Ivy League Universities: How they became what they are today

September 26, 2013 at 11:48 am 1 comment

Sam Operchuck

September 26th

 


 

            Ivy League refers to any of the eight universities originally founded in New England. All of these schools are now associated with high educational and economical prestige, but how did they grow to this point?

 

Harvard, the oldest and arguably by many the most recognizable of all the ivy league members, was founded in 1636. Harvard earned it’s name from their first benefactor: John Harvard who “upon his death in 1638 left his library and half his estate to the institution.” Harvard began with a mere nine students and a single headmaster, and has advanced to more than 20,000 degree candidates as well as “more than 360,000 living alumni in the U.S. and over 190 other countries.” Harvard was found based on extremely strong Christian roots. The early motto was “Veritas Christo et Ecclesiae” which translated reads “Truth for Christ and the Church.” Increase Mather, who took presidency of Harvard in 1692, planted many of Harvard’s incredibly strong Christian principles and teachings. During the years of the early classes, half of the graduates became ministers, however, by the 1760s the percentage had dropped significantly to 15%. Hints of secularization of the college began to surface after Increase Mather stepped down from his presidency of Harvard. “Secularization of the American university began with the takeover of Harvard by the Unitarians in 1805.” The college’s first liberal president was John Leverett who began his term in 1708. “Leverett, a religious liberal and a layman, set the college on its course away from Calvinist orthodoxy.”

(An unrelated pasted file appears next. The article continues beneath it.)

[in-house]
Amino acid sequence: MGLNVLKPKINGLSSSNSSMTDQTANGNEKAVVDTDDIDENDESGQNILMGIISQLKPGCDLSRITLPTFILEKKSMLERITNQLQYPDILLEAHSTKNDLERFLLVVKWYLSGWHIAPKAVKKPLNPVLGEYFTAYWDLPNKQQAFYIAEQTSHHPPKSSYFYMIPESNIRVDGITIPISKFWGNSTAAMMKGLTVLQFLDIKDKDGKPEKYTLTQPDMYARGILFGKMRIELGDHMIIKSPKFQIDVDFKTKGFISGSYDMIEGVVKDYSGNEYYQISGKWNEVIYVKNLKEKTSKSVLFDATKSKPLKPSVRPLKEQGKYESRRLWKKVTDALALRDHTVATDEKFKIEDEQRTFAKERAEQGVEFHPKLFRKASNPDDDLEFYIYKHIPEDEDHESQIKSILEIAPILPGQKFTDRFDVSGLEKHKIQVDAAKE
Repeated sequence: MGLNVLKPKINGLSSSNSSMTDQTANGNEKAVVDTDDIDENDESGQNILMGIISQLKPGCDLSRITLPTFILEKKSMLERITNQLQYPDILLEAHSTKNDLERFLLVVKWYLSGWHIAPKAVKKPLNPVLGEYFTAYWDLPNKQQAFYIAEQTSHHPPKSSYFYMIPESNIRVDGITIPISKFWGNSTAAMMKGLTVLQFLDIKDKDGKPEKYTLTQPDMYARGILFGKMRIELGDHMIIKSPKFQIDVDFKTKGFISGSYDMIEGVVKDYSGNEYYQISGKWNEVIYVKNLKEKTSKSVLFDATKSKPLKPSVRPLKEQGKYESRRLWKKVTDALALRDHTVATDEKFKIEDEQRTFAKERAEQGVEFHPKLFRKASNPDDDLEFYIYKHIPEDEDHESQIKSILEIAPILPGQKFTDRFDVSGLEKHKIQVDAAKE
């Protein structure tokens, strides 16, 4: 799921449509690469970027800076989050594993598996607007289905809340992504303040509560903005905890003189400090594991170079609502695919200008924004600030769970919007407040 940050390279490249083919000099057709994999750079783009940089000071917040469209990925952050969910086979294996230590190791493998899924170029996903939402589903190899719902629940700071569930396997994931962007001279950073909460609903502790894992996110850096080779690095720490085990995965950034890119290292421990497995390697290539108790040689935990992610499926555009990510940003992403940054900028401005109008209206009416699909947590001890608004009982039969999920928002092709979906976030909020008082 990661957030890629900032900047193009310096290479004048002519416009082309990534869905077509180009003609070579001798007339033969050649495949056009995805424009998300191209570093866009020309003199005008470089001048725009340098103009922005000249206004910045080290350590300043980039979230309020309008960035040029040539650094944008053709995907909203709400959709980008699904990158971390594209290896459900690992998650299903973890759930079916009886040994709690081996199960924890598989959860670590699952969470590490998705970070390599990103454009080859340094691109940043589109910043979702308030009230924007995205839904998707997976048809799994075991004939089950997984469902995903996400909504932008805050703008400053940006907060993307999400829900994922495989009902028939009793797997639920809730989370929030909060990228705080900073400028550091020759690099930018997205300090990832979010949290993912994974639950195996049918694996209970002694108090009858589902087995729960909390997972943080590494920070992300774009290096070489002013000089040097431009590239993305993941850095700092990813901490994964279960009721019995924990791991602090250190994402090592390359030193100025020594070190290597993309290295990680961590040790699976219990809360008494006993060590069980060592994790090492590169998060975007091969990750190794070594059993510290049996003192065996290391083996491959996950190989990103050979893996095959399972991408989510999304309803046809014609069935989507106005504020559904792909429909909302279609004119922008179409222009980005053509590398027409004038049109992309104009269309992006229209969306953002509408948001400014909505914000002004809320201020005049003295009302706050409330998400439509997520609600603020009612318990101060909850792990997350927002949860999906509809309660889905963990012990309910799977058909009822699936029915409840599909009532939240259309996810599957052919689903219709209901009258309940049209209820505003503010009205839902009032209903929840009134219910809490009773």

Harvard’s biggest rival within the Ivy League, Yale University, is the third oldest in the league (founded in 1702), and similarly received it’s name from a benefactor: Elihu Yale, “A governer of the British East India Company” who donated “over 400 books, a portrait of King George I, and cloth goods that sold for 562 pounds.” Plans for Yale can be dated all the way back to 1656, but were suspended due to Charles II decree of forcing New Haven to unite with Connecticut. Yale’s purpose at it’s founding was to train political leaders and clergy of the colony of Connecticut. Abraham Pierson was Yale’s first president (or rector) and the college was ran out of his home “until his death in 1707, when it moved to Saybrook.” However, the college’s base was moved yet again in 1716 when New Haven’s citizens outbid all other communities both monetarily and in available land.   Another Yale president, Timothy Dwight the elder, appointed Benamin Silliman as the first science professor of America in 1802. Silliman developed a medical school in 1810 and “housed in the country’s first university art gallery in 1832; … founding a graduate school and scientific school in 1847.” By the 1850s Yale was the largest college in the country. Yale College was the first to award doctor of philosophy degrees in America in 1861. By 1887 Yale became “Yale university”. Then in 1892 women were admitted to the university, seven of whom received doctor of philosophy degrees in 1894.

 

Thus the heritage of these Ivy League members can be strongly attributed to their key role models and leaders. It is plain what influence their presidents had on them, and how it shaped them into where they are now. Unfortunately many Ivy League schools have pulled away from their Christian roots, similar to Harvard. It is also interesting to observe what incredible forward bounds these universities made in education and arts in fairly short amounts of time.

 

Citations:

 

Unknown -http://www.america.edu/the_history_of_ivy_league_universities.html

Samuel Eliot Morison­ – The Founding of Harvard College (1935) p. 300

April 6th 2008, http://www.forerunner.com/forerunner/X0100_Christianity_in_U.S..html

Barrett Wendell, Cotton Mather, the Puritan priest (1897) p 35

http://www.library.yale.edu/mssa/YHO/brief_history.html

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Social classes History of Ivy League schools.

1 Comment Add your own

  • 1. lindseyleigh8282  |  September 28, 2013 at 5:11 pm

    That’s pretty sad that something started as a Christian college is now so liberal.

    Reply

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